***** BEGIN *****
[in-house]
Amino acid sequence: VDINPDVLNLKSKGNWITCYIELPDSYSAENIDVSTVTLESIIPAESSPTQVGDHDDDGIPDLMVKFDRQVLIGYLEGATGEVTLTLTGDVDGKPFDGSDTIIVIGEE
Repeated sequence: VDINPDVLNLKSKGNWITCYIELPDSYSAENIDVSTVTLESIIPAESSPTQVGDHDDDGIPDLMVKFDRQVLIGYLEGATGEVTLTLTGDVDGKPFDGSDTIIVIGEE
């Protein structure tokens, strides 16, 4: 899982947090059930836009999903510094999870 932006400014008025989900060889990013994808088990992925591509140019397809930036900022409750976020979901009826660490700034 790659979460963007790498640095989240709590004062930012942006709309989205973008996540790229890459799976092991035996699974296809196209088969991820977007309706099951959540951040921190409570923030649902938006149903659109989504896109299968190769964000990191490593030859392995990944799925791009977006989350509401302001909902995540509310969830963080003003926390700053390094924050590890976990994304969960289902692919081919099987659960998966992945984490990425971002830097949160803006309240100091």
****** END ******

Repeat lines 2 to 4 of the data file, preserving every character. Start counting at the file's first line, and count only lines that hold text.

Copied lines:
Amino acid sequence: VDINPDVLNLKSKGNWITCYIELPDSYSAENIDVSTVTLESIIPAESSPTQVGDHDDDGIPDLMVKFDRQVLIGYLEGATGEVTLTLTGDVDGKPFDGSDTIIVIGEE
Repeated sequence: VDINPDVLNLKSKGNWITCYIELPDSYSAENIDVSTVTLESIIPAESSPTQVGDHDDDGIPDLMVKFDRQVLIGYLEGATGEVTLTLTGDVDGKPFDGSDTIIVIGEE
């Protein structure tokens, strides 16, 4: 899982947090059930836009999903510094999870 932006400014008025989900060889990013994808088990992925591509140019397809930036900022409750976020979901009826660490700034 790659979460963007790498640095989240709590004062930012942006709309989205973008996540790229890459799976092991035996699974296809196209088969991820977007309706099951959540951040921190409570923030649902938006149903659109989504896109299968190769964000990191490593030859392995990944799925791009977006989350509401302001909902995540509310969830963080003003926390700053390094924050590890976990994304969960289902692919081919099987659960998966992945984490990425971002830097949160803006309240100091």